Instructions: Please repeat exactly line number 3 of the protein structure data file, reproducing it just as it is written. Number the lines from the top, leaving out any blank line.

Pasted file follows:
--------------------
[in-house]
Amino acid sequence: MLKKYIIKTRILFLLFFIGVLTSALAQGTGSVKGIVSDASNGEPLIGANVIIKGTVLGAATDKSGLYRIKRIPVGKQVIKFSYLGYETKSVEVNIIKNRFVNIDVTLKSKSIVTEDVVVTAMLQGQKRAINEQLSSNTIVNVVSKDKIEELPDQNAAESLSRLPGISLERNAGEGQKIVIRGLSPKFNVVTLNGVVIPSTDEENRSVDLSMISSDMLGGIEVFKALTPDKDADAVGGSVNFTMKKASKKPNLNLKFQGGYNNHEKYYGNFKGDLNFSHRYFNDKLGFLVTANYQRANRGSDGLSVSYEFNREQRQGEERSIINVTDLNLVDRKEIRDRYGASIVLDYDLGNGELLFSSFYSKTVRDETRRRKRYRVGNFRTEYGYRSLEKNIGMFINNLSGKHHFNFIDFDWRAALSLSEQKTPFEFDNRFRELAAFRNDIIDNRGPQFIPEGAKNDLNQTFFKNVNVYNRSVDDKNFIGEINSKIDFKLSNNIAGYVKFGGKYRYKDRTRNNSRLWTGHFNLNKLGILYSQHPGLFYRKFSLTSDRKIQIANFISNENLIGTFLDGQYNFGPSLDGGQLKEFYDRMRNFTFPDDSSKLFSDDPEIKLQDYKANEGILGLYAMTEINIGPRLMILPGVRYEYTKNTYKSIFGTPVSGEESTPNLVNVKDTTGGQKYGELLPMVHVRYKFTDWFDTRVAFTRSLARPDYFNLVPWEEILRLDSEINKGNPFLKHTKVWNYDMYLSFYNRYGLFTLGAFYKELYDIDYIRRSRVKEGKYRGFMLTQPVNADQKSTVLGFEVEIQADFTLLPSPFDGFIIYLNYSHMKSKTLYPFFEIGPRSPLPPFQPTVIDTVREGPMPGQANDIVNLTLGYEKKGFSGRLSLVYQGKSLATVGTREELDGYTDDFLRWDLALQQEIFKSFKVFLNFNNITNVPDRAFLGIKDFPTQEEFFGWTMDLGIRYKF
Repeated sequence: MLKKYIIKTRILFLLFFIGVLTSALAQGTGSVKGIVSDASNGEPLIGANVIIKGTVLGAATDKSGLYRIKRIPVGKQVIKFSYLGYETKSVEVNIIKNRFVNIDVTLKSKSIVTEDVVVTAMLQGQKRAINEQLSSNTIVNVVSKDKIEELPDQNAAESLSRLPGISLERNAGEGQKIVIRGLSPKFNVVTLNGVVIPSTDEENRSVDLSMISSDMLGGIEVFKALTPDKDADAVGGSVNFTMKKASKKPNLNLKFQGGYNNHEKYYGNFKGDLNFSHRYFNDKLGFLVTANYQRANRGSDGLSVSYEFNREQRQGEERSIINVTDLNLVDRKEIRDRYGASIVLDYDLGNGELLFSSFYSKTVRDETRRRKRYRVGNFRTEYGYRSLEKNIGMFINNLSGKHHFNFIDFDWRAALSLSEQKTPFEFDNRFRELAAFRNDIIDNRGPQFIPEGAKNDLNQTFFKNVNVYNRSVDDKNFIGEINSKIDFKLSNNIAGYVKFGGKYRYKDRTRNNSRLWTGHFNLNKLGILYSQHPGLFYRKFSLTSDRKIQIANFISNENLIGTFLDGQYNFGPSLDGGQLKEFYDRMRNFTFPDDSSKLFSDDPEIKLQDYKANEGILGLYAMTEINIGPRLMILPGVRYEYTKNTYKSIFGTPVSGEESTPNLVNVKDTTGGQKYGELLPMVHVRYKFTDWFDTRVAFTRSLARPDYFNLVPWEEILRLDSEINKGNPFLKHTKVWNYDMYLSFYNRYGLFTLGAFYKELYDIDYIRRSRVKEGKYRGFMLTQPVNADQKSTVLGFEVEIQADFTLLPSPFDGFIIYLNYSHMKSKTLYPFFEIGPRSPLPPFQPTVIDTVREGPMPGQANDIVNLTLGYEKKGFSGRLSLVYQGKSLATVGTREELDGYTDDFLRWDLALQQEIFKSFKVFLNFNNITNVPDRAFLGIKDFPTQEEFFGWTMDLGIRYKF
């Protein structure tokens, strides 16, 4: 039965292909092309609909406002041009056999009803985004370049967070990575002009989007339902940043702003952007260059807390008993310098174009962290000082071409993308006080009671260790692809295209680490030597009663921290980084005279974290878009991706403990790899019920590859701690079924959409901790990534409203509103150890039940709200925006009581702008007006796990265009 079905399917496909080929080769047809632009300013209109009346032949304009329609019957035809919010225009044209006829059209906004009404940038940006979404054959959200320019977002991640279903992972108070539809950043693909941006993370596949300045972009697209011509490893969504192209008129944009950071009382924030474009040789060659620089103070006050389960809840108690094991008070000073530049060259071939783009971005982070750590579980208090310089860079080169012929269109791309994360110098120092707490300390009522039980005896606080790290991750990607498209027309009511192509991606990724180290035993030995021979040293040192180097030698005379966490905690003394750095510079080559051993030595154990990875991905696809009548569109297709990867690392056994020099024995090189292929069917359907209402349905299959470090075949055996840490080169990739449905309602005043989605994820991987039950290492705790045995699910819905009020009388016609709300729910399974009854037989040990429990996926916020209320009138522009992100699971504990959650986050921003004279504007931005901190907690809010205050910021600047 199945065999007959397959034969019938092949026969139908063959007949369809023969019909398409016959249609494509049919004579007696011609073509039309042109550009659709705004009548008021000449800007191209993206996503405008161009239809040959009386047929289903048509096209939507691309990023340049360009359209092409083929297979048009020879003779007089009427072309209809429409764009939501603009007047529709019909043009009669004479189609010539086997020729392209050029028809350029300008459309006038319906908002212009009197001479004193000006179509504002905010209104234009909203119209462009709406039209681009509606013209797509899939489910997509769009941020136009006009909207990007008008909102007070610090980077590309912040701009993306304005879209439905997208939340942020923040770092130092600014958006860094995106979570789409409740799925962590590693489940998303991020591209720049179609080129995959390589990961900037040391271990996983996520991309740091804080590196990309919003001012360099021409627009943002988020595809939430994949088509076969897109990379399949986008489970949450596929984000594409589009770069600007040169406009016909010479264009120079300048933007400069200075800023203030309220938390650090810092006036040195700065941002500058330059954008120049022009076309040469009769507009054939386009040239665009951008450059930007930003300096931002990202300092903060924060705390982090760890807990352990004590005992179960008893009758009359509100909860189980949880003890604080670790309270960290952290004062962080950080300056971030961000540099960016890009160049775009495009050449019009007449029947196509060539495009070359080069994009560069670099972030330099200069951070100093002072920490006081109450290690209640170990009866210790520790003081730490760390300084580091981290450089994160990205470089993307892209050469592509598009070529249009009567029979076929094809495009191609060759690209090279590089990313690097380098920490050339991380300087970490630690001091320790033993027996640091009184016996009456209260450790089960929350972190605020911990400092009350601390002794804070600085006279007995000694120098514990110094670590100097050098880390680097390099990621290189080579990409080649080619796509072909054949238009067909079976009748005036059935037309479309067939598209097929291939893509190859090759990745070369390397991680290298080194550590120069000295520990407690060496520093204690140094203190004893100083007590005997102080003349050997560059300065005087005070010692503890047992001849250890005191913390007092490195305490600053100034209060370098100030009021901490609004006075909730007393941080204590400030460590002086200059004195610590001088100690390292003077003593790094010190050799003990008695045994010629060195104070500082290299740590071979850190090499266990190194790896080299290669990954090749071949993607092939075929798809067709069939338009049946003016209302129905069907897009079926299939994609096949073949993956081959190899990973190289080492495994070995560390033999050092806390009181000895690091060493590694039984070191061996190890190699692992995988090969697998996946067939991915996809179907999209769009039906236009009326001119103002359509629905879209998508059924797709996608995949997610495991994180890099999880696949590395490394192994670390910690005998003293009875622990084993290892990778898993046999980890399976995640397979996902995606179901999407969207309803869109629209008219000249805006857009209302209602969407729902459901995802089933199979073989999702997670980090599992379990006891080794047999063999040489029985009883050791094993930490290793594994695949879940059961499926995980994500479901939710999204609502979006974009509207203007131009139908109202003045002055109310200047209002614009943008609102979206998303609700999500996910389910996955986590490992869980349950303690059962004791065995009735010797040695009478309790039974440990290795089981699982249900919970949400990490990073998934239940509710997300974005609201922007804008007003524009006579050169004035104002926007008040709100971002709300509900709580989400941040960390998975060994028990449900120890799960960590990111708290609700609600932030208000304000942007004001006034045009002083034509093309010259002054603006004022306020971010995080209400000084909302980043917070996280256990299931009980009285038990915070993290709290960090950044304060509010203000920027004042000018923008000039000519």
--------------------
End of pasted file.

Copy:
Repeated sequence: MLKKYIIKTRILFLLFFIGVLTSALAQGTGSVKGIVSDASNGEPLIGANVIIKGTVLGAATDKSGLYRIKRIPVGKQVIKFSYLGYETKSVEVNIIKNRFVNIDVTLKSKSIVTEDVVVTAMLQGQKRAINEQLSSNTIVNVVSKDKIEELPDQNAAESLSRLPGISLERNAGEGQKIVIRGLSPKFNVVTLNGVVIPSTDEENRSVDLSMISSDMLGGIEVFKALTPDKDADAVGGSVNFTMKKASKKPNLNLKFQGGYNNHEKYYGNFKGDLNFSHRYFNDKLGFLVTANYQRANRGSDGLSVSYEFNREQRQGEERSIINVTDLNLVDRKEIRDRYGASIVLDYDLGNGELLFSSFYSKTVRDETRRRKRYRVGNFRTEYGYRSLEKNIGMFINNLSGKHHFNFIDFDWRAALSLSEQKTPFEFDNRFRELAAFRNDIIDNRGPQFIPEGAKNDLNQTFFKNVNVYNRSVDDKNFIGEINSKIDFKLSNNIAGYVKFGGKYRYKDRTRNNSRLWTGHFNLNKLGILYSQHPGLFYRKFSLTSDRKIQIANFISNENLIGTFLDGQYNFGPSLDGGQLKEFYDRMRNFTFPDDSSKLFSDDPEIKLQDYKANEGILGLYAMTEINIGPRLMILPGVRYEYTKNTYKSIFGTPVSGEESTPNLVNVKDTTGGQKYGELLPMVHVRYKFTDWFDTRVAFTRSLARPDYFNLVPWEEILRLDSEINKGNPFLKHTKVWNYDMYLSFYNRYGLFTLGAFYKELYDIDYIRRSRVKEGKYRGFMLTQPVNADQKSTVLGFEVEIQADFTLLPSPFDGFIIYLNYSHMKSKTLYPFFEIGPRSPLPPFQPTVIDTVREGPMPGQANDIVNLTLGYEKKGFSGRLSLVYQGKSLATVGTREELDGYTDDFLRWDLALQQEIFKSFKVFLNFNNITNVPDRAFLGIKDFPTQEEFFGWTMDLGIRYKF